I started walking in the trails at Laumeiers Sculpture park since last Winter: trying to breath some fresh air during lunch break at work. The new place does not have a nature trail like the Sculpture park, but it does have a one mile paved trail. It’s good enough for me. I usually walk at lunch break, when weather permits. Otherwise I would walk the stairs, as not good as outside, but it does the job. One thing I learned over the years is we need to take care of our own health while working, because at the end of the day, we need that to provide for our family, also to enjoy things (this hits home especially whenever I get sick). There is an excellent “Under the Radar” podcast on this ergonomics topic. I recall at my old work place, my coworker had surgery on the capal-tunnel (a common injury from using too much keyboard or mouse). Back pain is also common among office workers (sitting too long). The walk/stretch from time to time is a good way to prevent/reduce that.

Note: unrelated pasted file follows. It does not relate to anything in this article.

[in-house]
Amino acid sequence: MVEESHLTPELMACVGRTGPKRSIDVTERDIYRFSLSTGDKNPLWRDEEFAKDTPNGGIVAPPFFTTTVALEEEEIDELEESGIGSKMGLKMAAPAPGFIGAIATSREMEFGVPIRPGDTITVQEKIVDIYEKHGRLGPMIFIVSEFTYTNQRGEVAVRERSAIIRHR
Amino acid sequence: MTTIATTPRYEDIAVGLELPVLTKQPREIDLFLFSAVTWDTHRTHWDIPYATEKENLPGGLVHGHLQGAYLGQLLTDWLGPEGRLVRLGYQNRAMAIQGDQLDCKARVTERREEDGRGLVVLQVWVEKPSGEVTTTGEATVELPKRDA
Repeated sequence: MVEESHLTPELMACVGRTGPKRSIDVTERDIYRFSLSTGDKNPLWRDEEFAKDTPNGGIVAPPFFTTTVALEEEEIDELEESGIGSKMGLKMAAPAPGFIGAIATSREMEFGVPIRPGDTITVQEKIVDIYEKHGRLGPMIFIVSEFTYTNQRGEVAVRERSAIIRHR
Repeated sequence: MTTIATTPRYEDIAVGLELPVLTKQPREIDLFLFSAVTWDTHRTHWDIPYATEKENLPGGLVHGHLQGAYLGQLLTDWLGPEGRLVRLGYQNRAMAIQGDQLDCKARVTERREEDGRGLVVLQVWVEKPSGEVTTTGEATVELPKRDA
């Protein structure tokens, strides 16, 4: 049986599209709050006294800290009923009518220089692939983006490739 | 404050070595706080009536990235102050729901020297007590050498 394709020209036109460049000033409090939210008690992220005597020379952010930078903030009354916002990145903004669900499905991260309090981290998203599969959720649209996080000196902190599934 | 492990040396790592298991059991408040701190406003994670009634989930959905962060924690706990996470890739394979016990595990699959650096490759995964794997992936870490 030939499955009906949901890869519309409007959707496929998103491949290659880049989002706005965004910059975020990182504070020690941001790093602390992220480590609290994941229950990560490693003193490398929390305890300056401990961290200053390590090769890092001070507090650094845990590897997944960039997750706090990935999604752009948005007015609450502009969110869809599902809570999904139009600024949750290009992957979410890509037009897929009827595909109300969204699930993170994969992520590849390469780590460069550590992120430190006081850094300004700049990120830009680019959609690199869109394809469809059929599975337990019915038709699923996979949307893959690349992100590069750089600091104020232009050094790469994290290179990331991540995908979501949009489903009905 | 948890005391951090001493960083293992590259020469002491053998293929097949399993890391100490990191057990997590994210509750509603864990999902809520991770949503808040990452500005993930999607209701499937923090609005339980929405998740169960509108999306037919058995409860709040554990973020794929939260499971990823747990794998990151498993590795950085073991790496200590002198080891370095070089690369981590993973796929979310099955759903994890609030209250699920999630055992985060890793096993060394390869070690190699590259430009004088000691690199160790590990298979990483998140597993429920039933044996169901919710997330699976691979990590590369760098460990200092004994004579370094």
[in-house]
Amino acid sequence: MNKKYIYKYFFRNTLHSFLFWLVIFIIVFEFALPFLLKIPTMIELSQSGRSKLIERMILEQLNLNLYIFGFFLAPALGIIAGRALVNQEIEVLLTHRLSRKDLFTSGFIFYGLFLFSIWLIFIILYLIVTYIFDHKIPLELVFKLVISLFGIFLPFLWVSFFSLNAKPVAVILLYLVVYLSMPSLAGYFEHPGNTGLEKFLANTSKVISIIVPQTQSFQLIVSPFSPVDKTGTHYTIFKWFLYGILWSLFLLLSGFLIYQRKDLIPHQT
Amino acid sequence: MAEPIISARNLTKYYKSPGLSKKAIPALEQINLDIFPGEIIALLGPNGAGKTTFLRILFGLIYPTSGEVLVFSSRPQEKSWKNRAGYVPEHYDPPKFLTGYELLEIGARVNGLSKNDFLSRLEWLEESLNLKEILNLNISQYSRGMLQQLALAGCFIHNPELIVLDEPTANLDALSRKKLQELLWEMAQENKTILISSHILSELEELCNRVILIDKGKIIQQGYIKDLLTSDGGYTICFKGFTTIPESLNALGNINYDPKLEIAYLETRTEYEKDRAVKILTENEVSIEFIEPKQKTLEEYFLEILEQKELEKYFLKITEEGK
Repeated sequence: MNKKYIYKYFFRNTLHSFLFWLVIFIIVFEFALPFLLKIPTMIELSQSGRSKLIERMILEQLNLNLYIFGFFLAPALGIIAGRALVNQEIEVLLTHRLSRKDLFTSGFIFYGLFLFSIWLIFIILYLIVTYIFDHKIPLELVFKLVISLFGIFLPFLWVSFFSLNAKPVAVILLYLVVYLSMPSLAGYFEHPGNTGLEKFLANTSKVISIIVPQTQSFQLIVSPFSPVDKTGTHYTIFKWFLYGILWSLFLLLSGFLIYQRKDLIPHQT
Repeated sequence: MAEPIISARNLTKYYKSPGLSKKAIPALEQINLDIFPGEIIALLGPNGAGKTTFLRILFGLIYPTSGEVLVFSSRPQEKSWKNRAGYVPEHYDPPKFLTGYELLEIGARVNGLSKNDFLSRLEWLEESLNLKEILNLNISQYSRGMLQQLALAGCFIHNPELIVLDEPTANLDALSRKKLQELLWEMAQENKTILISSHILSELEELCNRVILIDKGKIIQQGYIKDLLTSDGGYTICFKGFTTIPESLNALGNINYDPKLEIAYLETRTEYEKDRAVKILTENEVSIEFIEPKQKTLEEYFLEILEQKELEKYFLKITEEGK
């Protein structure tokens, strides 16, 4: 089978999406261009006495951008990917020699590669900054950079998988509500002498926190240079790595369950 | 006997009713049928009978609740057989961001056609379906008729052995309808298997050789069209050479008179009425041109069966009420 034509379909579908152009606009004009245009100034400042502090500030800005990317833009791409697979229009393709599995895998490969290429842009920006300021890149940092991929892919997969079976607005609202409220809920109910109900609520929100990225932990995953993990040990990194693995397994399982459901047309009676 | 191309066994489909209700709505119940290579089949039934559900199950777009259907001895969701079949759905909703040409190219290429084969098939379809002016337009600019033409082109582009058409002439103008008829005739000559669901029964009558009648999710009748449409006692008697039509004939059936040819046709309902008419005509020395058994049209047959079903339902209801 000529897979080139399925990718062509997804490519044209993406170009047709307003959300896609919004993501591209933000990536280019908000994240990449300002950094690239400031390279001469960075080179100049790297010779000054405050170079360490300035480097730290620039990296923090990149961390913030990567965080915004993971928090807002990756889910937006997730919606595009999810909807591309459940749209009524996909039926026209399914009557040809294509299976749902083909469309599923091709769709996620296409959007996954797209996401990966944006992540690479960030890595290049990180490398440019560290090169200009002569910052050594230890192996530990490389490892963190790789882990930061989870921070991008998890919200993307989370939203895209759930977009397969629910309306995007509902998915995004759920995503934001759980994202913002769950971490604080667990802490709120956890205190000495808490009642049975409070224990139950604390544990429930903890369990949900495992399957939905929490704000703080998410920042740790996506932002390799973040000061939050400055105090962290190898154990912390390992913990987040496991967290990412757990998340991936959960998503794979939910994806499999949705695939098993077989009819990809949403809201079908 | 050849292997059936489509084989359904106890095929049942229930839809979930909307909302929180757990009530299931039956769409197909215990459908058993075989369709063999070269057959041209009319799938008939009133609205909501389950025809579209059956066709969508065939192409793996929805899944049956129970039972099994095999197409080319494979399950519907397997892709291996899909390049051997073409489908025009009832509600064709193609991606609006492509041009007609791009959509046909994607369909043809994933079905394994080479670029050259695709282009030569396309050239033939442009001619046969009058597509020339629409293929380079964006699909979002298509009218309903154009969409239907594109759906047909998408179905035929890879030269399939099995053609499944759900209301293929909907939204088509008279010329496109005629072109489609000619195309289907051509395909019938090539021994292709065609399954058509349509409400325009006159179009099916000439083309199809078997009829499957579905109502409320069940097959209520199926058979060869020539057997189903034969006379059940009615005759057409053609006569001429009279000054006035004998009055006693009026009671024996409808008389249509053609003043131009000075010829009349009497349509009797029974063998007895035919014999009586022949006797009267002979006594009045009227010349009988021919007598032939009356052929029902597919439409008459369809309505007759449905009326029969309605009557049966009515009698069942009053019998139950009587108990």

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Got some tech toys for my daughter 

I thought this problem for a while. Sometimes I heard people complained companies like Lego discriminate: their toys are more for boys than girls, so Lego came up this Lego friends series which is geared more toward girl, as they ranges from bakeries, beach house, to rain forest rescue, and they have a lot girl figures. 

I think I fell into this trap too. I think some of the tech toys can be helpful and stimulate my daughter’s interest on STEM, but I did not follow through. She is 5 and will be 6 in a few months. So recently I did something different, I bought a quad copter (while she cannot play it, it could stimulate her interest), and the snap circuits 100. I can still sense her natural tendency is still social science, as I saw that’s her favorite in brain pop Jr. But I will give it some time and hopefully she will fall in love with IXL too :-)

Note: brain pop jr. And IXL are 2 kids education websites.